Forget slipper farmers, tackle soft-shoe shuffle

Support cash is vital for farmers in remote areas. Picture: Ian Rutherford
Support cash is vital for farmers in remote areas. Picture: Ian Rutherford
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AT THE National Sheep Association’s conference on changes to the common agricultural policy (CAP) last November, plans for the implementation of the reforms were described as “a fog”. But, at a further meeting held yesterday to look at the implications of coupled support for the sector, it was widely felt that the issue had turned into a “real pea-souper”.

With the Scottish Government’s proposals for using a further 5 per cent on top of the already agreed 8 per cent of its ceiling on coupled support being given the green light from Brussels some weeks ago – and now awaiting only the go-ahead from UK ministers – the nitty-gritty of how the measures might operate on the ground were discussed at the meeting.

Douglas Bell, senior agricultural policy consultant with the SRUC’s farm business services, revealed the surprising statistic that, with both arable and upland farmers facing cuts in support averaging close to 20 per cent, the majority of specialist hill sheep producers were actually winners under the reforms.

However, he added that, although one of the aims of the reforms had been to do away with slipper farmers, without some careful targeting of support in the hills, there was a real danger of encouraging a new breed of “soft-shoe farmers” who would indulge in only the minimum of activity to gain support levels far higher than they had received in the past.

And although the use of only one area payment rate for the highly variable rough grazing region was at the root of the problem, both the NSA and NFUS had recently accepted that the use of coupled support as a targeting tool could help get round the problem of splitting the region.

But, with a breathtaking plethora of ways in which the support could be targeted, getting it right would be crucial for the industry. It was also highlighted that the Scottish Government was unlikely to accept an overly complex system as this would not only be costly to administer and police but was also likely to attract the attention of EU auditors, with the possible threat of penalties.

Also addressing the meeting, Jeremy Moody, secretary and adviser to the Central Association of Agricultural Valuers, warned producers that the industry should give careful thought to where it wanted to find itself when the next round of reforms came in and should try to include an element of “future-proofing”.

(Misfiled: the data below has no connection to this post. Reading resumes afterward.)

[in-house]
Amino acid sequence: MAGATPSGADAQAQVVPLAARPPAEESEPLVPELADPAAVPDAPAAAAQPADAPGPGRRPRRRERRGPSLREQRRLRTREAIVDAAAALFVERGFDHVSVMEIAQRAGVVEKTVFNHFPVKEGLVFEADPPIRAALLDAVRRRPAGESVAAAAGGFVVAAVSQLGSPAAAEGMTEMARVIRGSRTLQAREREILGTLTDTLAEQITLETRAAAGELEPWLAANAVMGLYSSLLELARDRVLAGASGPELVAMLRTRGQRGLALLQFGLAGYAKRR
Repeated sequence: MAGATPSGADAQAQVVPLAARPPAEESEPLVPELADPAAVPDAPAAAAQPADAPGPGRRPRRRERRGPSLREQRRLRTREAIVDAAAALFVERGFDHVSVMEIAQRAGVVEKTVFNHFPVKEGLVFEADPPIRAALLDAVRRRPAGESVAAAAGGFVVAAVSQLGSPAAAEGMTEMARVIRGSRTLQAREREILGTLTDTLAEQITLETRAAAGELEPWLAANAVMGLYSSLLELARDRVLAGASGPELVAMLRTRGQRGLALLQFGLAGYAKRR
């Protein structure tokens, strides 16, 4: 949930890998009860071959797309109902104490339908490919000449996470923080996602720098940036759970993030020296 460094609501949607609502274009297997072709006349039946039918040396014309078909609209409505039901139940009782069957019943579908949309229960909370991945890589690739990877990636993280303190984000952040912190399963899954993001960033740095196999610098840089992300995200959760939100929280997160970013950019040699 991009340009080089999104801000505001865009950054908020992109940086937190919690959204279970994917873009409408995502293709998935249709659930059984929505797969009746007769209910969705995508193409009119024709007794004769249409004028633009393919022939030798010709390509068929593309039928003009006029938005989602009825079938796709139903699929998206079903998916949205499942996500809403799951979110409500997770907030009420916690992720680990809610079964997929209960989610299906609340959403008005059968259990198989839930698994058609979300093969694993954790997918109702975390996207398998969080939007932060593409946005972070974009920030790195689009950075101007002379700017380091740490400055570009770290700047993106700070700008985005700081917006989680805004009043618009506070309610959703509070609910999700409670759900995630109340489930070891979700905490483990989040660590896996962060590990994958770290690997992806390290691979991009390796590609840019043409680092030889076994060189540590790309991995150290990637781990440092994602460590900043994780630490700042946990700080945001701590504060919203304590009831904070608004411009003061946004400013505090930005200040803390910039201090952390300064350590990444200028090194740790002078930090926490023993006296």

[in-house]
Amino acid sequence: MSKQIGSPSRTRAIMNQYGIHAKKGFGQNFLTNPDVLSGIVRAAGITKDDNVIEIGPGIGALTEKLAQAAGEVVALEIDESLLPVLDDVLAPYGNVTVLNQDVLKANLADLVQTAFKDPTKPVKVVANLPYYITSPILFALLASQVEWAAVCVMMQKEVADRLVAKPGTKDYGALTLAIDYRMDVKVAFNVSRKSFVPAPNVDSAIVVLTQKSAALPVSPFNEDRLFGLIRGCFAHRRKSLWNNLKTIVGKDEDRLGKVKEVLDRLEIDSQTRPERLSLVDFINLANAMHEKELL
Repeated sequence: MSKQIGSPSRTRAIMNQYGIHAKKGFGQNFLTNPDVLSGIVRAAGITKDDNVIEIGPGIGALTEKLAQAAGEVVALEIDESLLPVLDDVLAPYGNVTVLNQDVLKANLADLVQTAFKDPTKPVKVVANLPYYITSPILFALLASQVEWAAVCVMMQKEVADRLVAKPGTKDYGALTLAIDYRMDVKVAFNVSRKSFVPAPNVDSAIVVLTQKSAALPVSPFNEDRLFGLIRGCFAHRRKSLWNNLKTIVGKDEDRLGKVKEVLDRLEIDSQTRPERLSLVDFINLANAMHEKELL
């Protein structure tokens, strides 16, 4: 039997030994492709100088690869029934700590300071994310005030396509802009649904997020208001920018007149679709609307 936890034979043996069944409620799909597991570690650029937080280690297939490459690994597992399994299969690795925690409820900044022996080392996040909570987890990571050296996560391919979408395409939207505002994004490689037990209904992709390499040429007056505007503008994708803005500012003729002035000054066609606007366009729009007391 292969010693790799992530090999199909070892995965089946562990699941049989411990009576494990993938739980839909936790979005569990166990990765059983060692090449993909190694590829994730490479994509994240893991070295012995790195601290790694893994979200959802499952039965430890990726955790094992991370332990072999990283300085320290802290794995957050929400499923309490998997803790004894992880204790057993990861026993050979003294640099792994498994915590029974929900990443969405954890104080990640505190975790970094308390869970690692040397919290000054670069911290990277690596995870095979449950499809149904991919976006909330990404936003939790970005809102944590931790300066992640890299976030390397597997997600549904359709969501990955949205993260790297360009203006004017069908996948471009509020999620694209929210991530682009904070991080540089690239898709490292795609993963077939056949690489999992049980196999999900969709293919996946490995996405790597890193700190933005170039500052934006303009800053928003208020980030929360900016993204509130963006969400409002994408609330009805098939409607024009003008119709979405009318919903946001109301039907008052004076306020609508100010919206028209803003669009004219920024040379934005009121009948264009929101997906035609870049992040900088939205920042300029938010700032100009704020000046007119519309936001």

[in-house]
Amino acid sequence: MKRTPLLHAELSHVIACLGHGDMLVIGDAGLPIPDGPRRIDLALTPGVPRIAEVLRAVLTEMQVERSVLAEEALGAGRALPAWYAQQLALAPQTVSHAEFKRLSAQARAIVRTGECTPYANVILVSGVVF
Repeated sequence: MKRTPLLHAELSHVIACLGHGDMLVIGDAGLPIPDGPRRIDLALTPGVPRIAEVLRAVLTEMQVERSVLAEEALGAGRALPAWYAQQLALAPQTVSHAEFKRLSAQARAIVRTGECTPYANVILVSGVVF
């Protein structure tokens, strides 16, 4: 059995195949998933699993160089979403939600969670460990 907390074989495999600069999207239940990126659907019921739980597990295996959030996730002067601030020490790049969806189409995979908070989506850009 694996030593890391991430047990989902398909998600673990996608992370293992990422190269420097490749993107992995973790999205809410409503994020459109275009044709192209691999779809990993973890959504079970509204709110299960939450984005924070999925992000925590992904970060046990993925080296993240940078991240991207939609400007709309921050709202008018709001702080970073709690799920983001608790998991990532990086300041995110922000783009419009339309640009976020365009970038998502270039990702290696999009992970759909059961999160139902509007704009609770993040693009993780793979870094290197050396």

He said that, although coupled payments might help support the industry in the meantime, such an approach went against what the EU was trying to do with the reforms in the long term – and were unlikely to survive the next round of negotiations.

He said that coupled support to maintain production could actually be looked upon as covert payments to purchasers and processors to keep the prices down:

“And on the other side of the equation, farmers have a woeful record for holding on to their support payments – as they generally leak out in the form of higher land, rent, machinery and feed costs.”

£58m on its way to banks accounts

Thousands of hill farmers and crofters in Scotland’s most fragile and remote areas are set to receive vital support payments by the end of this week the Scottish Government announced yesterday.

Rural affairs secretary Richard Lochhead has confirmed payments from the less favoured area support scheme (LFASS) 2013 will start to arrive in bank accounts from today, stating that payment of 10,400 claims, worth some £58 million, had been authorised, equating to around 92 per cent of potentially eligible claimants for the scheme, which is worth £65.5m in total.

The news was welcomed by NFU Scotland’s director of policy Jonnie Hall, who said: “The delivery of this support is a welcome boost to cash flows for farmers and crofters, as we emerge from winter. This year’s payment run will see a larger number of LFASS claimants receive their funds in the first week compared to this time last year.

“LFASS is a hugely important source of funding for those farmers who are at the heart Scotland’s crucial livestock sector. With common agricultural policy (CAP) reform discussions working towards a conclusion and a new rural development plan for Scotland in the throes of being created, we need to ensure that the many benefits that LFASS delivers in terms of activity, livestock production and the environment are at the core of any new scheme.”

He added that the earlier agreement to roll the scheme over for two years would give some stability during the transition to the new CAP.